Here are some of the important participants at this week's Democratic National Convention. John White, Democratic National Committee chairman and temporary chairman of the convention, will open the meeting at 4 p.m. Monday.
He will turn the gavel over to Thomas P. (Tip) O'Neill Jr., Speaker of the US House of Representatives and permanent chairman of the convention.
There will be four co-chairs: San francisco Mayor Dianne Feinstein, Ohio Sen. John Glenn, Colorado State Sen. Baca Barragan, and Pennsylvania State Rep. K. Leroy Irvis.
Rep. Morris K. Udall of Arizona, who sought the Democratic nomination himself in 1976, will be keynote speaker Monday afternoon.
Robert Strauss, Carter campaign chief, is predicting that his camp will win the floor fight on "unbinding" the delegates. In a last-ditch effort to get the nomination, Sen. Edward M. Kennedy is trying to defeat a proposed rule, F(c) 3, requiring delegates to vote for the candidate they are pledged to support. But Mr. Strauss says most of the delegates he has taked with "resent" the suggestion that they should be "unbound."
Florida Gov. Bob Graham is to make the formal nomination of President Carter.
Rep. Barbara Ann Mikulski of Maryland is to nominate Senator Kennedy.
Sen. George McGovern of South Dakota, a liberal who was his party's nominee in 1972, is to lead the Kennedy camp in the floor fight to "unbind" delegates.
Sol. C. Chaikin, president of the International Ladies' Garment Workers Union , and Coretta Scott King, widow of the civil rights leader, are to second President Carter's nomination.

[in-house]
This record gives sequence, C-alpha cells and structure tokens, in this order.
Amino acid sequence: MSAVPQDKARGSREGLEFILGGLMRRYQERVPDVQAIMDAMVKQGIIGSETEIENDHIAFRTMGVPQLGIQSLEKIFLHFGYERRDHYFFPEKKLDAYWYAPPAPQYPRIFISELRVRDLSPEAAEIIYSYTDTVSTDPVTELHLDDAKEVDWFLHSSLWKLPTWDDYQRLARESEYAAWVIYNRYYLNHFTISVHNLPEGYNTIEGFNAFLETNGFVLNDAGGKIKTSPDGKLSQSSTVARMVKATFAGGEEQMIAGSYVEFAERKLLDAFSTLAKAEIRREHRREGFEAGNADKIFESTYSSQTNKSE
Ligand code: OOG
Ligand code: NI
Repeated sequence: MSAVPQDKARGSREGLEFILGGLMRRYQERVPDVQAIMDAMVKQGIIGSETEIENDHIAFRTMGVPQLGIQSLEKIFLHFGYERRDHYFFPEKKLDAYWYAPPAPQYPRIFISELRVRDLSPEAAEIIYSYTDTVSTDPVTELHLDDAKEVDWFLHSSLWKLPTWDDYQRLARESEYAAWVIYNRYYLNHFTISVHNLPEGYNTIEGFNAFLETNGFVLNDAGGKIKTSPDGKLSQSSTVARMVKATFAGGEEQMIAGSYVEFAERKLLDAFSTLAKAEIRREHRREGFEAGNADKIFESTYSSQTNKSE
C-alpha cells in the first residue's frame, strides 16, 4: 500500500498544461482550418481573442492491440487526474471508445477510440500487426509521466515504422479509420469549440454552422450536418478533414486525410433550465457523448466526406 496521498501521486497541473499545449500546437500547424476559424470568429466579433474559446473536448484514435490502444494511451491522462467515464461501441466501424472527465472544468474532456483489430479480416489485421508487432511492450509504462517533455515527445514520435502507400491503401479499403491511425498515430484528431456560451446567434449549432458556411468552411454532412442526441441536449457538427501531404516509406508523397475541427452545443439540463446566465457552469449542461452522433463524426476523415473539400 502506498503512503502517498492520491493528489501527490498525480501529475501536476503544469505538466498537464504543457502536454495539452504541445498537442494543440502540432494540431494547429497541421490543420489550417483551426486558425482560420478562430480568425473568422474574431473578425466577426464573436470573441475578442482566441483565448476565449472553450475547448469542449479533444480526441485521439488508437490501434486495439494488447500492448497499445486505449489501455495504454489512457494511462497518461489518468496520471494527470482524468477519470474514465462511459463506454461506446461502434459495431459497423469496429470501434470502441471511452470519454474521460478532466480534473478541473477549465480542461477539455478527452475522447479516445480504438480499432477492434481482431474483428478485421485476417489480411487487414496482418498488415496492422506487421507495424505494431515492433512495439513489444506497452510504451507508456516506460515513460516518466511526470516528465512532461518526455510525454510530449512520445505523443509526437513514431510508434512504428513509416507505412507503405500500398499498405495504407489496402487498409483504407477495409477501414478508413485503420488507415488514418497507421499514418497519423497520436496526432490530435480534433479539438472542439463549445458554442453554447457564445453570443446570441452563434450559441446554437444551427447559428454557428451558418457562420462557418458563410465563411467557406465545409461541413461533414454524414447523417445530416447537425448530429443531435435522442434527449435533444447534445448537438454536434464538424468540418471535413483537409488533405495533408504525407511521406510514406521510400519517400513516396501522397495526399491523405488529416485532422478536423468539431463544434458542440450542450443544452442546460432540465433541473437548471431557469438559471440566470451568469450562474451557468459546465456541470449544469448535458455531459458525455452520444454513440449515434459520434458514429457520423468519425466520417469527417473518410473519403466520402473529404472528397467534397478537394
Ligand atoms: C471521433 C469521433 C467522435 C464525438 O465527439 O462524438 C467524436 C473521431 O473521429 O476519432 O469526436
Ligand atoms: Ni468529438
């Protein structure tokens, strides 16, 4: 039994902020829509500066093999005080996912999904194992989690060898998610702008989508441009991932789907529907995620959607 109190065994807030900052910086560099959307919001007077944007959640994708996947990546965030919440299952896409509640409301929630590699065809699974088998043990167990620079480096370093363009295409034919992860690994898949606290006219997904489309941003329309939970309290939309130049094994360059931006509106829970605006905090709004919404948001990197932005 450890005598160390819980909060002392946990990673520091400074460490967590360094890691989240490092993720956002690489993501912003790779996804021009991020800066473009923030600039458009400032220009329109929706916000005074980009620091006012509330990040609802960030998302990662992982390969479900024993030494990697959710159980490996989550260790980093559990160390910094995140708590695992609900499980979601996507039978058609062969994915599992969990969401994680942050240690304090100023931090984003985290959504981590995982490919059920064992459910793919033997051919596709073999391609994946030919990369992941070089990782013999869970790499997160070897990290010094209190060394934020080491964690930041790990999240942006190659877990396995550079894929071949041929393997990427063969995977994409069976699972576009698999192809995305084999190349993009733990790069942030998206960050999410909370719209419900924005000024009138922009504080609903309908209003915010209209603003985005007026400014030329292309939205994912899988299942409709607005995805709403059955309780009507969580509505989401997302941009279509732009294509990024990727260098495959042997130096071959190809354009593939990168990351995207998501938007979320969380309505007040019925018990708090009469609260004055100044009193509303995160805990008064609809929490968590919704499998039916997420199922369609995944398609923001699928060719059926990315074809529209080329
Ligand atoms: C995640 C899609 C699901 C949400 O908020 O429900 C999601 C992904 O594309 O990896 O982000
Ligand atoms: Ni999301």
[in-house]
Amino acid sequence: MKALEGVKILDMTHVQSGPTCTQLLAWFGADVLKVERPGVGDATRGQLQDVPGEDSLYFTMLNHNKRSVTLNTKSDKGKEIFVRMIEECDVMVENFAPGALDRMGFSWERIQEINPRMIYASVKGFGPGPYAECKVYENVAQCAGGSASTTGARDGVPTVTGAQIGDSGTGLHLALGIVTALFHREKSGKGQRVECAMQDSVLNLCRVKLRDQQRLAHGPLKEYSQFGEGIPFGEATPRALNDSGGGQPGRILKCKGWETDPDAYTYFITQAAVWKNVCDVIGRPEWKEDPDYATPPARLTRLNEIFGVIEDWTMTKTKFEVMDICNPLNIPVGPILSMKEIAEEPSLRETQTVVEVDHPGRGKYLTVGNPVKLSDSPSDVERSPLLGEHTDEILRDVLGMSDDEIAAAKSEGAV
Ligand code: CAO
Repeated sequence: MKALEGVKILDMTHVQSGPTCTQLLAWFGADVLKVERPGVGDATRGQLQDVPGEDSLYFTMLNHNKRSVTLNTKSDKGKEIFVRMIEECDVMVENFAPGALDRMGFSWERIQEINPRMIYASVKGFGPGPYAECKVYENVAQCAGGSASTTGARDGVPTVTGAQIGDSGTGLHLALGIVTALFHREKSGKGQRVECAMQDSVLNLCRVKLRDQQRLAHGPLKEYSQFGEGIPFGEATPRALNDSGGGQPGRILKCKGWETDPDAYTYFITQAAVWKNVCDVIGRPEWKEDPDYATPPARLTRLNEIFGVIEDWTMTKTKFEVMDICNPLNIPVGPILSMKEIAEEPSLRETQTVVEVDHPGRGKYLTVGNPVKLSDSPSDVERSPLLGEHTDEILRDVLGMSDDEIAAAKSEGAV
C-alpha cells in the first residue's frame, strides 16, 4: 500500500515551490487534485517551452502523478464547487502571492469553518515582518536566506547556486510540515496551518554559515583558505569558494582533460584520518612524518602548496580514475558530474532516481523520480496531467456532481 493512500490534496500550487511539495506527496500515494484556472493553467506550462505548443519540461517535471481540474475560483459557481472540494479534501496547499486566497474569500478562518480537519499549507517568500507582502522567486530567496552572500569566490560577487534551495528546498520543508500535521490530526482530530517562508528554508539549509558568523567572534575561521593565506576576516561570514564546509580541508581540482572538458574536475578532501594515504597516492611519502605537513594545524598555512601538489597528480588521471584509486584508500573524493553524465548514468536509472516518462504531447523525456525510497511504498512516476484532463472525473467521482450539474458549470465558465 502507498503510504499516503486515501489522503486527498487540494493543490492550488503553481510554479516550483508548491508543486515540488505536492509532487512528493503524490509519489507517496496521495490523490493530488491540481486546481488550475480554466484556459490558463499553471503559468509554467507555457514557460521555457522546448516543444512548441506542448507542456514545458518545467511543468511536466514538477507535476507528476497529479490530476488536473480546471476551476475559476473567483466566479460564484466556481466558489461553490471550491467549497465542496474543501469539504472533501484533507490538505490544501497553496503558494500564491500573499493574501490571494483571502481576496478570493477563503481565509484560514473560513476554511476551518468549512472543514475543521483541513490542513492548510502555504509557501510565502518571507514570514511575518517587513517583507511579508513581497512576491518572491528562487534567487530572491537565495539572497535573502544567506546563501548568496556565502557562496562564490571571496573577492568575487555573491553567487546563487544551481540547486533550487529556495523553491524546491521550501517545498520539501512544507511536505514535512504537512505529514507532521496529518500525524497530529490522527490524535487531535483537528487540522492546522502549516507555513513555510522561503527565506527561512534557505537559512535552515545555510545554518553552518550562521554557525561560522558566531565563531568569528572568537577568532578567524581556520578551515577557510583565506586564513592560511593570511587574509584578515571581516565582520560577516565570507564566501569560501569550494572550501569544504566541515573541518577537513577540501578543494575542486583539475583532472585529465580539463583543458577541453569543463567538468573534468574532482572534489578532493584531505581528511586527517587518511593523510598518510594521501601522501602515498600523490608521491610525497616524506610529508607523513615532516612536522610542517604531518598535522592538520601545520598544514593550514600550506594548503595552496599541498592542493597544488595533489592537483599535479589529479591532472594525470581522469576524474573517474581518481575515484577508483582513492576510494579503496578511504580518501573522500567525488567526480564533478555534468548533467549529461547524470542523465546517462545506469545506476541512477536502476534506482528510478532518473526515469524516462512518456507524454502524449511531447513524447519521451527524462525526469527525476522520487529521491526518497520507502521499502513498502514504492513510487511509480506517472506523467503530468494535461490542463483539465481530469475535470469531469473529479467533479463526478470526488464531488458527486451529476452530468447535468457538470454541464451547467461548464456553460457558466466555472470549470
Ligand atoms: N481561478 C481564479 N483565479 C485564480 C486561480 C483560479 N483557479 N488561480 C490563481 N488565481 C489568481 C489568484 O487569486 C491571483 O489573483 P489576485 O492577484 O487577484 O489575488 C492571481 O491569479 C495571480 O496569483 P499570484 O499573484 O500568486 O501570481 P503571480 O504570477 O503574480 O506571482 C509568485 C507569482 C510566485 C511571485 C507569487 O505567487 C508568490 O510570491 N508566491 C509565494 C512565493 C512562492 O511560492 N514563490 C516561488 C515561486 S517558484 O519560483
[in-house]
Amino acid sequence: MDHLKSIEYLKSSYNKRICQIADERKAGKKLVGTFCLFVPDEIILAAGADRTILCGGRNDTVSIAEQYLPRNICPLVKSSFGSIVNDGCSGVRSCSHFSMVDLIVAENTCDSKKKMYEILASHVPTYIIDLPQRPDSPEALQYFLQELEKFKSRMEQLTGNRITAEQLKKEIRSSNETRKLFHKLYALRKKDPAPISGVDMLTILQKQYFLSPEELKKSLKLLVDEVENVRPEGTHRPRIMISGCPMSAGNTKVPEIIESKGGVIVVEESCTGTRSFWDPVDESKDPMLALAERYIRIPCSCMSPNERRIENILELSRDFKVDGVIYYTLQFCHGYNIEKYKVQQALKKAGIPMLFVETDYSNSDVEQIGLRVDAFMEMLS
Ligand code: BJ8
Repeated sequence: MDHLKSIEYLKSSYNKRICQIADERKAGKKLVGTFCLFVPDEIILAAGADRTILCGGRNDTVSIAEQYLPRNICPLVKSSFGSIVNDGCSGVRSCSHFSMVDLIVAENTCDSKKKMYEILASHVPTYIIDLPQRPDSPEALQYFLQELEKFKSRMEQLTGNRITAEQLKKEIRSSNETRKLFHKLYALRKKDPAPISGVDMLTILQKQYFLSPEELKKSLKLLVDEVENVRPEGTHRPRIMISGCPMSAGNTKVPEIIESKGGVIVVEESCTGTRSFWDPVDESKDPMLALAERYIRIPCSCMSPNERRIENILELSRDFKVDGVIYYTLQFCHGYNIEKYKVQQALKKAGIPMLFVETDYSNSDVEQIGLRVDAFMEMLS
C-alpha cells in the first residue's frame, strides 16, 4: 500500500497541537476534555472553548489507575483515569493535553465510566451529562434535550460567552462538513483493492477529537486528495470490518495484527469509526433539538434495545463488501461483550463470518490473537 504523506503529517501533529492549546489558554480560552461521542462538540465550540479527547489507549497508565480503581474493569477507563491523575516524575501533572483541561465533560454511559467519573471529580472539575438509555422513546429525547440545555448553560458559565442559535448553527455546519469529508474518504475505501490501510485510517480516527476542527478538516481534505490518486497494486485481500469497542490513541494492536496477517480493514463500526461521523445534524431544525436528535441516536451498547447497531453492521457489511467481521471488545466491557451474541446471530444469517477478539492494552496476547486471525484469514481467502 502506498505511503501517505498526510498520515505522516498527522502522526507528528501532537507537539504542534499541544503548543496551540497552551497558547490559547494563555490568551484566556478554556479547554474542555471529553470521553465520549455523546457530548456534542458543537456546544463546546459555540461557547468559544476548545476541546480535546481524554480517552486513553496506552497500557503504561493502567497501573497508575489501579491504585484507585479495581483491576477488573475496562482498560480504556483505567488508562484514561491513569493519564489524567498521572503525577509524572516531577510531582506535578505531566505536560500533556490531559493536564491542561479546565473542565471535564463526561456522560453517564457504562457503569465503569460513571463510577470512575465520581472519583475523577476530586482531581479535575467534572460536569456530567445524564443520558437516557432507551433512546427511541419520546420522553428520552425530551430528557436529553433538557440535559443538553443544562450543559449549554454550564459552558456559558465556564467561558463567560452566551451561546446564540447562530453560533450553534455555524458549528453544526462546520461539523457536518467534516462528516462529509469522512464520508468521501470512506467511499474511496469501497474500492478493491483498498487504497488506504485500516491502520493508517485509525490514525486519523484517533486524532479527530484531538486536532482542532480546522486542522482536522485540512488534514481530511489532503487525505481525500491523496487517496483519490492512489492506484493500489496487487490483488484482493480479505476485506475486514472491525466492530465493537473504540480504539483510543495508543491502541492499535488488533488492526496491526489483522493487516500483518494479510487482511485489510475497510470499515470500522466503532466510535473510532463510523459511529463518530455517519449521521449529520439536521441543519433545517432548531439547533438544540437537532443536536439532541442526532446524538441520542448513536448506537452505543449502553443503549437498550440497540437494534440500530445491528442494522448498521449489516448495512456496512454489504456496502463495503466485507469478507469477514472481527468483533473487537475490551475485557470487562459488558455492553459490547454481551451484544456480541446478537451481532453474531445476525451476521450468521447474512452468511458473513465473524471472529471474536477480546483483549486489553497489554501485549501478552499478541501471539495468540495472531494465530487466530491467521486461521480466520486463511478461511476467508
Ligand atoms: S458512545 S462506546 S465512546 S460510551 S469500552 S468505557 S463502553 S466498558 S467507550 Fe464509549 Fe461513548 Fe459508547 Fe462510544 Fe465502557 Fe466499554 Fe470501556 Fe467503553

Muriel Humphrey, widow of and, briefly, successor in the Senate to Hubert Humphrey, will address the convention, as will Sens. Daniel K. Inouye of Hawaii and Daniel Patrick Moynihan of New York, New Jersey Gov. Brendan Byrne, and Detroit Mayor Coleman Young. Host Gov. Hugh Carey and Mayor Edward I. Koch of New York State and New York City, respectively, also are scheduled to address the convention.
Former Rep. Bella Abzug, also of New York, is leading the Convention Coalition for Women's Rights, pushing for stronger platform stands favoring the Equal Rights Amendment and federal funding for abortions.
Sens. Henry Jackson of Washington and Adlai Stevenson of Illinois are being mentioned as possible Kennedy running mates, should the Massachusetts senator pull off his attempt to wrest the nomination from President Carter. Other names being bandied about include Reps. Lindy Boggs of Louisiana and Richardson Preyer of North Carolina, Los Angeles Mayor Thomas Bradley, US Secretary of Education Shirley M. Hufstedler, and Reubin Askew, former Florida governor and now President Carter's special trade representative.
Paul G. Kirk Jr., political director of the Kennedy campaign has had an important role in the challenge to Rule F(c)3.
California Gov. Edmund G. (Jerry) Brown Jr., a candidate for the nomination early in the primary campaign, is to address the convention briefly Wednesday, His speech is being seen as an opportunity to show himself as a mediator between the Carter and Kennedy camps -- and as a candidate once again for 1984.